The semi-autonomous Chinese region of Macau inaugurated a week of outdoor activities in Beijing on Saturday to attract back tourists from mainland China after heavy losses due to the pandemic.
“I hope we can increase our visibility,” Kenneth Lei, president of the Macau Food and Beverage Dealers Association, told Lusa.
“We want to attract more tourists from China in order to revitalise Macau’s economy,” he said, adding: “I believe it will be a great help.
The issuing of visas to mainland Chinese residents to visit the Macau Special Administrative Region was resumed on 23 September.
Entry into the region was banned at the end of January, when China quarantined much of Hubei province, acknowledging the seriousness of the new coronavirus outbreak.
China was, however, the first to overcome the disease and return to normality.
In Wangfujing Street, one of the busiest streets in the Chinese capital, near Tiananmen Square, Macau’s tourist information desks were set up. Along the street, several thematic areas were also erected, including one dedicated to products from Portuguese-speaking countries.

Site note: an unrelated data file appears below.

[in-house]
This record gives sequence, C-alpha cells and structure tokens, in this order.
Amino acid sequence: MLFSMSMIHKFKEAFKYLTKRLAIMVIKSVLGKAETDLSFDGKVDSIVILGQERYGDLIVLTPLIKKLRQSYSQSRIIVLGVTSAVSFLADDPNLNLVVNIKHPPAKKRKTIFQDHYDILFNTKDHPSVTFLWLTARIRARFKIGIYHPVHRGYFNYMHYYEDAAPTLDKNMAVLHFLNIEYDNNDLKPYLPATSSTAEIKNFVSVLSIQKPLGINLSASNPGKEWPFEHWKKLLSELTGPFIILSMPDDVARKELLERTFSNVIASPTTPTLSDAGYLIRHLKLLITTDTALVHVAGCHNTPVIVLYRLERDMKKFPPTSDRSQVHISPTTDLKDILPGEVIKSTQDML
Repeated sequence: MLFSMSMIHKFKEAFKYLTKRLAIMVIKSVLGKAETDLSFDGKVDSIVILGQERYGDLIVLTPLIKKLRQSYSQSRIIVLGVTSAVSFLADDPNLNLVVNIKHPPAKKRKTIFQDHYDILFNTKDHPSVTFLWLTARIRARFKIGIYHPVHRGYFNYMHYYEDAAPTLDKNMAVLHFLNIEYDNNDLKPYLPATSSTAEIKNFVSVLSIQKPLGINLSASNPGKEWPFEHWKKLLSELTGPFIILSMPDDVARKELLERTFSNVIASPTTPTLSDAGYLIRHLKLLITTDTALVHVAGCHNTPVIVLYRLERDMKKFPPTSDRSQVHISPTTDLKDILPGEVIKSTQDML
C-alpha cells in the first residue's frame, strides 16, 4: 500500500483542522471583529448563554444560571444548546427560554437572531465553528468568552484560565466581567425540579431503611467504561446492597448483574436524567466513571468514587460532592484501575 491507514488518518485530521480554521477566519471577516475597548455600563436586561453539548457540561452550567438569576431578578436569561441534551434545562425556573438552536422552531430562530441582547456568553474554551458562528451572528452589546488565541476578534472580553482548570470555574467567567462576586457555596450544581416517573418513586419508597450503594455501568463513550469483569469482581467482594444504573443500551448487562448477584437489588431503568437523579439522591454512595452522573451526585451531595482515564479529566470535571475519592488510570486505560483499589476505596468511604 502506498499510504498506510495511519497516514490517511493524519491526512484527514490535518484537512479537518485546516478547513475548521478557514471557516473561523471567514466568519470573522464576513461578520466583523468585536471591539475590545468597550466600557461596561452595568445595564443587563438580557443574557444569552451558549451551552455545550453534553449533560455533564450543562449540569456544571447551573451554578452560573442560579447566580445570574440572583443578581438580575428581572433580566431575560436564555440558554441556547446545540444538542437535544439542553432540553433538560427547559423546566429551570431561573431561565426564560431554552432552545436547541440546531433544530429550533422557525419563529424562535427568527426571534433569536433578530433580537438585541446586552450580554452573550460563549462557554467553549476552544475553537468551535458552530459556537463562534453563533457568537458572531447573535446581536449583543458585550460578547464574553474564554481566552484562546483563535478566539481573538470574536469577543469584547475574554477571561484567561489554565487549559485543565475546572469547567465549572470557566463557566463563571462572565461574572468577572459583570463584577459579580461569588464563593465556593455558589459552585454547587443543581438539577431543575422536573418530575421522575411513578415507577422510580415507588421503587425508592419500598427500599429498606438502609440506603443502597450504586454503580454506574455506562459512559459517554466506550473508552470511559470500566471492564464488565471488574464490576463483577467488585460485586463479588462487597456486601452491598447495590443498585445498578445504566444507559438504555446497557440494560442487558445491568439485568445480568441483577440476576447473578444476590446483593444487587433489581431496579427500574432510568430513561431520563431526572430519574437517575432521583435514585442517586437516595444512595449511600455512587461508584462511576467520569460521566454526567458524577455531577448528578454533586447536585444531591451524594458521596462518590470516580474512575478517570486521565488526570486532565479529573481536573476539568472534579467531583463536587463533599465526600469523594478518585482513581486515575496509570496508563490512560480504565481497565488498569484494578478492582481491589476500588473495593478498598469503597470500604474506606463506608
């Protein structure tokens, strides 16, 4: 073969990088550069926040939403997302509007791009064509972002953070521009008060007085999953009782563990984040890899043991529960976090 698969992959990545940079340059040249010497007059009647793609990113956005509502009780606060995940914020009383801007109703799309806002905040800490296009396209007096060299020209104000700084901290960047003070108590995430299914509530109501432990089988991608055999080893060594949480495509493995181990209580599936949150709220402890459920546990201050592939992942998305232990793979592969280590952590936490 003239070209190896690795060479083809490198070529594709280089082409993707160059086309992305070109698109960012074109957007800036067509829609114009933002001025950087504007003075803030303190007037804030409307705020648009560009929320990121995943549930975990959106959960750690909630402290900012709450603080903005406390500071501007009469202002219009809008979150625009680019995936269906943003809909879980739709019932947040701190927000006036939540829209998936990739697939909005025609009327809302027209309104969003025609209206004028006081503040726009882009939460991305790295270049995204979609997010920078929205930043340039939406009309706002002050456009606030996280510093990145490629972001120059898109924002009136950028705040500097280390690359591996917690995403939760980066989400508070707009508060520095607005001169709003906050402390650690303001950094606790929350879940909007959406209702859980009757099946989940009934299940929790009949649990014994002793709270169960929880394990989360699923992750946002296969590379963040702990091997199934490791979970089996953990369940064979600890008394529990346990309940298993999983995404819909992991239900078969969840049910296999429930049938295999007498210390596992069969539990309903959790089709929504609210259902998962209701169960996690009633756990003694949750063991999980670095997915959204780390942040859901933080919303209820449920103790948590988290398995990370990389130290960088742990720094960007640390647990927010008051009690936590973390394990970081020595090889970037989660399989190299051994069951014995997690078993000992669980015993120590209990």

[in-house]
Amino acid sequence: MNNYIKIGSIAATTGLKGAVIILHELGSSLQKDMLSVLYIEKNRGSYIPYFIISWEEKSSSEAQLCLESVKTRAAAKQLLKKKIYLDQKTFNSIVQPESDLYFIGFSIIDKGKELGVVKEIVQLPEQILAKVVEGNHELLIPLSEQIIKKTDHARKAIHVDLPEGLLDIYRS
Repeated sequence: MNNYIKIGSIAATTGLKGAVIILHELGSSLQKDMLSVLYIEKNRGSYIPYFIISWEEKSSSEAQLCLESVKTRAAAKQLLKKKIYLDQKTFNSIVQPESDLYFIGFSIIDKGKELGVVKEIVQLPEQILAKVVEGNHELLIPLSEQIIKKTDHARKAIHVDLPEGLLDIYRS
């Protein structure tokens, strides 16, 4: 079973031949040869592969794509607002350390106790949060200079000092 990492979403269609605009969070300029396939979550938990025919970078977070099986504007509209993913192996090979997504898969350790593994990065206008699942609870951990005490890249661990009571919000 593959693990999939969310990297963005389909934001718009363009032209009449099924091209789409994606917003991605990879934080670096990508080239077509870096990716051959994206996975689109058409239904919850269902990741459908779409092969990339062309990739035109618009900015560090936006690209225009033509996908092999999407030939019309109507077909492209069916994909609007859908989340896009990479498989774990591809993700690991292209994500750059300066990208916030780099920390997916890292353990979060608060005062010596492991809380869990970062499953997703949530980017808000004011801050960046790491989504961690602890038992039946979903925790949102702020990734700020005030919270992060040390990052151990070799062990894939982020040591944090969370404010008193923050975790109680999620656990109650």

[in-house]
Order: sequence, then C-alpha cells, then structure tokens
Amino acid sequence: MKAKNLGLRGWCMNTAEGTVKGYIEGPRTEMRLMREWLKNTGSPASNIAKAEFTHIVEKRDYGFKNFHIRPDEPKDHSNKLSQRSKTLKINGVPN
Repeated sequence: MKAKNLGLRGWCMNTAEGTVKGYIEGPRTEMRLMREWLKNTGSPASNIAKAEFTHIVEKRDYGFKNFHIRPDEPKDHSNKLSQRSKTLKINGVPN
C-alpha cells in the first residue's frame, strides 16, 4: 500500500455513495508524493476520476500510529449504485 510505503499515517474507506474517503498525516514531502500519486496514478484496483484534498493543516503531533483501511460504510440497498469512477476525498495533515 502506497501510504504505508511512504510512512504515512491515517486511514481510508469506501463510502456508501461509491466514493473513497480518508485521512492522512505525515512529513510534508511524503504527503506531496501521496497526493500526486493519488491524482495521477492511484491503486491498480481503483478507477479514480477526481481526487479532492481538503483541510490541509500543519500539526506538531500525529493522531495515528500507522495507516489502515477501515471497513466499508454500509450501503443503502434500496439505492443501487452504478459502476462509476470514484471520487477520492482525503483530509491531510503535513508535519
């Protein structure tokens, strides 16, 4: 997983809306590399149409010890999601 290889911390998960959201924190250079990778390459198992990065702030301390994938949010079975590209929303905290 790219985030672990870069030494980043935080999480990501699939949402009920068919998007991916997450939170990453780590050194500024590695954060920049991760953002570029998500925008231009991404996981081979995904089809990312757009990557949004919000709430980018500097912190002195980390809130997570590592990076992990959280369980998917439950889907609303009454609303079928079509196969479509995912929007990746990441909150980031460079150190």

“There are many [people] who visit us and have already been in Macau and know [Macanese food] and others who [have heard] through friends”, Ana Manhão, a Macanese chef explained to Lusa.
“They like the cream, the beer, the tea with milk, which everyone knows,” she said.
Manhão admitted that she was “happy” with the opening of Macau’s borders to tourists from the mainland, but also “cautious”, warning of the need for “hygiene and protection” measures against the disease.
In the first eight months of the year, 3,570,019 visitors entered Macau, a decrease of over 87% compared to the same period last year.
“The good thing is that we got our quiet Macau back,” he said. “But for business, it was more losses than profits,” she said.
This article is available in: Português